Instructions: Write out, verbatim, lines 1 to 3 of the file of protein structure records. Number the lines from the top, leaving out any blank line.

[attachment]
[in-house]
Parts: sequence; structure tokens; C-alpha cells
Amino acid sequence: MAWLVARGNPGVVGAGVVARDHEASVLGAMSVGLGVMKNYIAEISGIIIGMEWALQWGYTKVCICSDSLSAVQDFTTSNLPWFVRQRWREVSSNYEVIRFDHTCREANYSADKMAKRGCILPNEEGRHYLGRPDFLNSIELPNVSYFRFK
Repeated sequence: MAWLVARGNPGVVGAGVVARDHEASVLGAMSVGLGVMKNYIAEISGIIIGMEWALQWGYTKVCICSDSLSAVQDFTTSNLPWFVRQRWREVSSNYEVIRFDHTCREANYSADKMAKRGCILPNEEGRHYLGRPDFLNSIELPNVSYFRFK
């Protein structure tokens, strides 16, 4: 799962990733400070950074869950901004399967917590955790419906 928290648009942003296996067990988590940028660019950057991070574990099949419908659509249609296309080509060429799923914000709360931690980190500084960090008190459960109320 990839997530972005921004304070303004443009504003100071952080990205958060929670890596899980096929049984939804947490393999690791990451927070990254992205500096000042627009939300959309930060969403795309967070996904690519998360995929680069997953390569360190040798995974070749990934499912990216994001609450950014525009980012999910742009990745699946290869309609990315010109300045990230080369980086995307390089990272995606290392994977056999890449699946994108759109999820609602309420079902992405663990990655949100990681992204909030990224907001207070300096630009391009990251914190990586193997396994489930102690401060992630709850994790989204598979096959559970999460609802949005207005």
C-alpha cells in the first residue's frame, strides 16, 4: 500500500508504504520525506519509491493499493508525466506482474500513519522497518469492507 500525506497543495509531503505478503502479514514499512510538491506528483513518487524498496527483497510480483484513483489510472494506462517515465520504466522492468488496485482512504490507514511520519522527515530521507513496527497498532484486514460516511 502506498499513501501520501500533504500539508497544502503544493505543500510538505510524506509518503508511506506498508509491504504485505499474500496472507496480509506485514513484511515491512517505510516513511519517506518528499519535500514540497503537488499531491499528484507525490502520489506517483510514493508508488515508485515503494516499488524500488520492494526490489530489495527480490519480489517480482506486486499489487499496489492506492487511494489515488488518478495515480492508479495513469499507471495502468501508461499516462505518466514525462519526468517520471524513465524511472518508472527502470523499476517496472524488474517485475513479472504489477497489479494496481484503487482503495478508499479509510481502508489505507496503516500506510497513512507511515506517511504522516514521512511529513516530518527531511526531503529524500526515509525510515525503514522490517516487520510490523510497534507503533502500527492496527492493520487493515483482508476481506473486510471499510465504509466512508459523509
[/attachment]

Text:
[in-house]
Parts: sequence; structure tokens; C-alpha cells
Amino acid sequence: MAWLVARGNPGVVGAGVVARDHEASVLGAMSVGLGVMKNYIAEISGIIIGMEWALQWGYTKVCICSDSLSAVQDFTTSNLPWFVRQRWREVSSNYEVIRFDHTCREANYSADKMAKRGCILPNEEGRHYLGRPDFLNSIELPNVSYFRFK